12 Ways to Stay Warm While Camping

October 12, 2020
camping outside in tents

When you get cold at home, the solution is normally pretty easy. Just crank up the thermostat, run a warm bath, or throw on one of your many cozy sweaters! But what are you supposed to do when you’re on a camping trip far away from luxuries like central heating, hot water, and a full wardrobe — run laps around the tent? Look, we support exercise as part of a healthy lifestyle, but trust us: there are better ways.

Chilling in the woods shouldn’t mean feeling chilly in the woods. Below, we’ve compiled some of the best tips and tools for keeping warm when you go camping.

See also: The ultimate guide on what to bring camping.

Keeping the Heat On (Yourself)

Before we dive into the list, it’s important to note that not all of these strategies involve creating warmth. Your body does a fair amount of that all by itself — the problems start when this thermal energy is needlessly lost. Some of our suggestions involve making heat with specific tools, but many of them are about helping you trap the heat you naturally produce and keep it in the spaces where it will be most useful to you during cold weather.

It can help to think about insulating yourself in much the same way you would insulate your house. The materials in question may be different, but the end goal is the same: prevent the heat from escaping into the outside air where it can disperse and leave you cold.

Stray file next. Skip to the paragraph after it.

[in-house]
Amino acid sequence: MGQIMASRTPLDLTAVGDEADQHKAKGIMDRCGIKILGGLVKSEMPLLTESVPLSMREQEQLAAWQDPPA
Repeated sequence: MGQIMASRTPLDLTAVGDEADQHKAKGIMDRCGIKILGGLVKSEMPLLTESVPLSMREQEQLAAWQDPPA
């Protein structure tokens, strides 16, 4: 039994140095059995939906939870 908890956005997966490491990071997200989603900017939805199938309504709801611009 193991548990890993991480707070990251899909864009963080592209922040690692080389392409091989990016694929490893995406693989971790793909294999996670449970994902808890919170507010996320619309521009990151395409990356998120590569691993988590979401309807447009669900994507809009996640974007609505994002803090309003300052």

And Now: The Top 12 Ways to Keep Warm On Your Next Camping Trip

Without any further ado, here’s our list! Most of these can be accomplished with minimal financial strain, so incorporate as many as you can on your next journey and bask in the feeling of a job well done.

Layer Up Early

If you’re waiting until it gets cold before putting on extra layers, you’re doing it wrong. Layering up keeps heat close to your body, but there’s not much it can do if that heat is already gone. As soon as you notice the weather starting to cool down in the evening, it’s best to throw on a sweater or jacket.

Pack Long Undies

Outerwear will only get you so far without underwear. The layers on the bottom are just as important as those on top, so consider long-johns or leggings made from merino wool or high-quality synthetics. They might look a little goofy, but who cares? They go under the rest of your clothes!

Oh, and one more thing: don’t forget wool socks. Cold feet can be a significant source of heat loss, so keep those toes toasty!

Bring Blankets

We’re going to level with you — we love blankets. Think of them like an extra layer, only more versatile; in addition to covering your body, they can be used to help insulate a tent or provide warmth for a small group of people.

Use the Right Size Tent

We tend to think bigger is better when we’re picking out tents — but that’s not always the case, especially when it comes to staying warm. The extra space inside a giant tent can indeed feel luxurious but remember: that’s also more air in which thermal energy can disperse. A tent with less room will keep any heat in the space more concentrated.

Consider a Tent Carpet